Clovelly to Tenby (via Lundy Island)

Downhaul tips from Jono's niece
Departing the wooded cliffs of Clovelly
Lundy as seen from Hartland Point.
I included this not very great picture as the others all looked so flat! Lundy is behind the lump.
Lundy Sunrise before departing for Wales
After the downpour I could see that Caldey Island has a nice beach
It also has friendly monks (but no good for conversation between the hours of 7am and 7pm, apparently)

Sailing round Britain has so far been one challenge after another. The technical and physical challenges are there, and these ebb and flow. But it is the mind that is a trickier beast to tame and the psychological challenges are also more insistent and intrusive. And as difficulties are overcome the satistaction is short lived as the next hurdle looms in to clear focus.

Crossing the Bristol Channel has been a particular challenge that has played on my mind since the planning stages of the expedition. Up until actually getting in spitting distance of taking on the crossing, my concerns had been held at bay by the preceding barriers occupying my thoughts.

At Clovelly (North Devon) I met with good friends Ian and Bella, and my brother and family had headed up to complete the party. It was lovely to see them all but my mind didn't permit me what should have been a relaxing stop. Preoccupied with forecasts, tides, alternative route options, anything and everything that could go wrong, I struggled and failed to find a sense of calm.

In the end, the setting off settled my mind and brought a sense of focus to the job in hand. The rational side of my brain prevailing.

Part one of the crossing was a short hop of about 14 miles, to Lundy Island. Ian and I had sailed to Lundy before, so this was familiar territory. Still, the wind was fairly solid and the waves in the channel between Lundy and Hartland Point were solider still. Lundy was visible but disappeared in every trough. The wind with tide conditions prevented a more developed sea state and meant that there wasn't much whitewater. Conditions were, in the final analysis, fine. Just. I was also sailing on a tight reach, which is easier to control than sailing broader. The final mile and a bit I sailed upwind into the swells, that were smaller in the lee of the the island. My second arrival at Lundy was every bit as good as the first.

Many thanks to Emily and Mike who made me welcome and put me up in a very spacious and well appointed tent.

Part two began with breakfast (coffee and cup-a-porridge) at 4:15am. Grimy weather forecast for later in the day onwards suggested that an early morning dash would be my best chance of moving on for the next few days.

Conditions looked fine. The flag above Lundy's church was gently waving. By 5:30am I was sailing.

The wind was from the south so I was reaching as broad as possible. Pretty wobbly initially as there was insufficient wind to fully plane, but making reasonable speed surfing down the waves. The sea state got very confused to the north of Lundy, then I realised I was in a tidal race as I went through a section of far better organised standing waves. It is surprising just how far the races extend - I hadn't really considered I would be affected this far from the island. After the race the sea was flat calm for a while and I could plane in the harness: welcome respite.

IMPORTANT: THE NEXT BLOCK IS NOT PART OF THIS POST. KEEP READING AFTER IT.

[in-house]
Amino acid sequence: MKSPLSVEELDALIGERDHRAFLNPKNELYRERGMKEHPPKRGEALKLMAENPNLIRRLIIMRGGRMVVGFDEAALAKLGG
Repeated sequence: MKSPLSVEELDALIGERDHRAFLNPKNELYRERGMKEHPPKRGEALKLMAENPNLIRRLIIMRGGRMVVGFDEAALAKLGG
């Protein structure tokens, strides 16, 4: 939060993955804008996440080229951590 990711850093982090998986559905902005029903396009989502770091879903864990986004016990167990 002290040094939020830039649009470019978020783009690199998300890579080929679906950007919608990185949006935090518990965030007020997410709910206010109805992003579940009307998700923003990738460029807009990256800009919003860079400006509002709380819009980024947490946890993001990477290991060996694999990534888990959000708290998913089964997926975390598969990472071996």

The sea returned (although thankfully smaller than the previous day) and the wind filled in. Sailing was more comfortable going with the waves so I stayed mostly on starboard tack. At half distance I saw some dolphins breaching. Not long after I saw land and could make out Worm's Head, off the Gower peninsula. Comforting.

Conditions were in control but testing enough to make eating and navigating on the go difficult, so sometimes I would head up a little to make it easier to go through these basic checks. Sailing broader there was the occasional nose-burying incident when I misjudged my line through the lumps, but with the wind only at about force 4 the decelerations these produced were manageable (plus carrying the barrel gives a bit of extra 'punch' to power the board through).

I had no intention of stopping on (or going near) Rhossili beach which would have been picking up plenty of swell, so gybed off towards Tenby. Land ahead became visible some time after.

When the coastline started to match what I thought I should be seeing, I changed my GPS waypoint to Milford Haven. The approaching clouds and my recollection of the forecast made me cautious though. So when the wind picked up a notch I changed plan again and decided to consolidate the crossing by heading onto a beach on the sheltered side of Caldey Island. Although it seemed a shame to 'waste' my upwind advantage I was pleased with this decision when just ten minutes later heavy rain and thunder commenced.

After the rain eased and I still failed to spot any monks (Caldey Island has a monastery) I headed over to Tenby and met up with friends I have in these parts from my days at Swansea University.

The forecast grimy weather has kept me here for a couple of days but I am making use of the time for planing, maintenance (new race vario harness lines - my preferred type - from Neil Pryde; thank you Chris from Agenteight), and buying a few things (additional clothing in preparation for heading north).

After successful and controlled crossings to and from Lundy my mind is in good place for the next stages. I feel a little bit guilty about a two day break here but it is mostly forced (by weather) and if a crossing to Ireland is on the cards soon - which it may be - I would prefer to take that on well rested.